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Fedster

'We've gone a long way down a dark street if this is how we treat civilians'

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Fedster

Journalist 'confident' PC assaulted photographer.

Empress State Building

Empress State Building

Date - 14th November 2018
By - JJ Hutber- Police Oracle
1 Comment1 Comment}

 

Channel 4’s longest-running presenter told a misconduct panel he had "never before and never since" seen a police officer act like a close protection officer accused of using unreasonable force against a photojournalist at a Jeremy Corbyn rally.

Met Police PC Mark Dawson, based at Royalty and Specialist Command, is accused of grabbing photographer Anthony Devlin around the neck and wrestling him to the ground and damaging his camera on June 7, 2017 despite the fact he presented “very low risk to the public”.

He denies all the allegations against him.

Mr Devlin is making a civil claim against the MPS for the cost of damaged equipment.

PC Dawson had been assigned to help protect Labour leader Jeremy Corbyn during a campaign visit to Colwyn Bay in Wales the day before the 2017 general election.

A large crowd of people turned up to hear Mr Corbyn speak and Mr Devlin was attempting to follow the politician back to a local train station when PC Dawson confronted him.

Giving evidence at a misconduct hearing held at the Empress State Building in West London today, Channel 4 presenter Jon Snow told the panel he stands by his description of the scuffle between Mr Devlin and PC Dawson as an “assault”.

He said an 18-second video clip played repeatedly to the panel, which appears to show Mr Devlin trying to slip under the linked arms of stewards and then being wrestled to the floor by PC Dawson, does not capture the “sheer violence” of the incident.

Mr Snow is heard on the recording shouting “stop it, stop it, stop it man” and putting his hand on PC Dawson’s back.

He told the panel: “You can do me for assault.

“I had no doubt that man I had my hand on had just assaulted that bloke thrown to the ground and all his equipment smashed.

“The force of the collision was so much I would have been very doubtful you could take a picture with them afterwards [Mr Devlin’s cameras].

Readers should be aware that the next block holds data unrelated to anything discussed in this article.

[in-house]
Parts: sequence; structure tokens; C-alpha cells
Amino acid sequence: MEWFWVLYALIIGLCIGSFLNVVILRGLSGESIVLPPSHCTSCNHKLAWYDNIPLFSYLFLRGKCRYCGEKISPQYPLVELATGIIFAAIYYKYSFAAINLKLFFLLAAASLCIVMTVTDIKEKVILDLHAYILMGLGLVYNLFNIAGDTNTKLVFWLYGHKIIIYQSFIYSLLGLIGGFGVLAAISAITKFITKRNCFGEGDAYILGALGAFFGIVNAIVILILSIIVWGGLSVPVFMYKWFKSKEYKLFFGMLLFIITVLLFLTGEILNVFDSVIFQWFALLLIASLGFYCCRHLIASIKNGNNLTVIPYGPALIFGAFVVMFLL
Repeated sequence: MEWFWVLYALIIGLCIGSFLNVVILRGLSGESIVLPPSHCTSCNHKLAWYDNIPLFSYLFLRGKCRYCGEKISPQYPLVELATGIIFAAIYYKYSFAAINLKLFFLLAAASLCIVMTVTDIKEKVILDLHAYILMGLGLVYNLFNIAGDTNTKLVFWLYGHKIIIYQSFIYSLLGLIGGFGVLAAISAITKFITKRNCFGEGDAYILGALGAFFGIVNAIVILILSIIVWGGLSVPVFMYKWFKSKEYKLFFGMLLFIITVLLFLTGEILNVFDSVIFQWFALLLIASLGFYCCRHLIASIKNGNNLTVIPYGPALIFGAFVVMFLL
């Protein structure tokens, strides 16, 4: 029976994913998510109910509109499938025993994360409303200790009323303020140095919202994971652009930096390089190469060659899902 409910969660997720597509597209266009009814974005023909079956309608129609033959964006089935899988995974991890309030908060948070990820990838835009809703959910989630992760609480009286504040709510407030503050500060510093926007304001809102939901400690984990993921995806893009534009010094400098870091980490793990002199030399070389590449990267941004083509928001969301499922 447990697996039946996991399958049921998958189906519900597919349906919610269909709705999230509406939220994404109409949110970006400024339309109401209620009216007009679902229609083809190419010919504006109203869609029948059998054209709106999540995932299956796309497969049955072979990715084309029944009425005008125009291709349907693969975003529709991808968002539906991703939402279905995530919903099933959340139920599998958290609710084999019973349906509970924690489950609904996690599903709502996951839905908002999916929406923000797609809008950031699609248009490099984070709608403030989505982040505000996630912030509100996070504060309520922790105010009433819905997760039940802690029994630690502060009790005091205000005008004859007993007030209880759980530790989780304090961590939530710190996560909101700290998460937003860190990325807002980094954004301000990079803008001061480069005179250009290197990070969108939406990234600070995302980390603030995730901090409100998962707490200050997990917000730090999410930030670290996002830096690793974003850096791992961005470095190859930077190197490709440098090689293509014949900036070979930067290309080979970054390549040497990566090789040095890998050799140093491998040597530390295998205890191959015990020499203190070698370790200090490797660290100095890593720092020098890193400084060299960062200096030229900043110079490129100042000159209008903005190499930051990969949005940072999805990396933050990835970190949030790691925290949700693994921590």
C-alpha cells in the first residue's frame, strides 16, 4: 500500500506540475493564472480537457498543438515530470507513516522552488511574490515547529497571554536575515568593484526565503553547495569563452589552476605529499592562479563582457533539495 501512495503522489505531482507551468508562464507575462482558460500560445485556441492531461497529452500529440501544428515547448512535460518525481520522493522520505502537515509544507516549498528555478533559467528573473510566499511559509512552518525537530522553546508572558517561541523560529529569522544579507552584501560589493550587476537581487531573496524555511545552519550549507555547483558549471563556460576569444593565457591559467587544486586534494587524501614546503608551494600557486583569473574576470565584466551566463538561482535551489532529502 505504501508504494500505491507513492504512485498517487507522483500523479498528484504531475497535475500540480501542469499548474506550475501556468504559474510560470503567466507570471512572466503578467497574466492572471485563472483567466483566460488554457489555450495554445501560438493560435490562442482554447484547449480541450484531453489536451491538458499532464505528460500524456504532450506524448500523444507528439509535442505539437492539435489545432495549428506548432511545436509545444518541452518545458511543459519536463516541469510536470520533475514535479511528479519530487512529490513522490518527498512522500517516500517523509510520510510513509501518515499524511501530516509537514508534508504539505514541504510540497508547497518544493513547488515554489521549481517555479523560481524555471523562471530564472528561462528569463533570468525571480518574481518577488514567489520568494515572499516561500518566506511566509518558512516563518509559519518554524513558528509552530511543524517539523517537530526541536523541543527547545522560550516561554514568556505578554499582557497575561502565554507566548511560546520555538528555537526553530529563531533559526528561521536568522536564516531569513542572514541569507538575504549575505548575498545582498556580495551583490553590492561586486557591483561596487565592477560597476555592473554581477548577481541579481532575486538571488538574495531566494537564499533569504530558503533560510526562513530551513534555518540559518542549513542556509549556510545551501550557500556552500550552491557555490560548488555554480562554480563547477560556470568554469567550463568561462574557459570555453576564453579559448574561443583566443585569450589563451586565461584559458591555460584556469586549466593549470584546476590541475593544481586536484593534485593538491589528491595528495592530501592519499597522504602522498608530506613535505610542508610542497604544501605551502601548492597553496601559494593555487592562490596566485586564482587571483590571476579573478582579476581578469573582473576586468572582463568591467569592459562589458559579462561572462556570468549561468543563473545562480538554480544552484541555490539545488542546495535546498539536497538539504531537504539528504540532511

“The thing that provoked me was the sheer force of what had been delivered.

“It was unusually peaceful for a political rally, the general feeling of beach. It was unlike any political event I’d been to.

“It was full of holidaymakers, it was an incredibly relaxed scene. I see a very heavy-handed thrust.”

Although he said at the time he had had no idea PC Dawson was a police officer, when questioned by the panel about whether he still stands by the “strong language” in his witness statement Mr Snow responded: “I do very strongly.

“He hurled himself, he did something which no human being would do to someone else in a civil context.

“I have never seen a police officer behaving in such a way in this country, completely losing his temper and self-control.

“It was totally unnecessary to do that. If that’s the way we’re going to deal with civilians in a crowd we’ve gone a long way down a dark street.”

He said he had seen clashes on the streets of Northern Ireland between police and civilians but “that had been in the context of a protest”.

Other photographer witnesses from the June 7- Anthony Goodman and Oliver Scarff, said they also would have questioned the authority of Labour “volunteers” to block the path of a journalist at a public event.

They also agreed they would have questioned the power of a police officer to do so.

Mr Scarff said he saw PC Dawson bring Mr Devlin to the ground and apply pressure to his neck area in a “grossly disproportionate” reaction. 

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SimonT

So, a "photographer" breaches a stuards cordon and gets flattened by a close protection officer guarding the leader of the opposition? Is that right? 

And the officer did so with a lot it force?

Is that the compliant here? 

Obviously the close protection officer, seeing someone breach the cordon should interview the person regarding their intentions, serve them the 'I hope your not a terrorist ' leaflet and await a written response. 

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Hyphen
48 minutes ago, SimonT said:

So, a "photographer" breaches a stuards cordon and gets flattened by a close protection officer guarding the leader of the opposition? Is that right?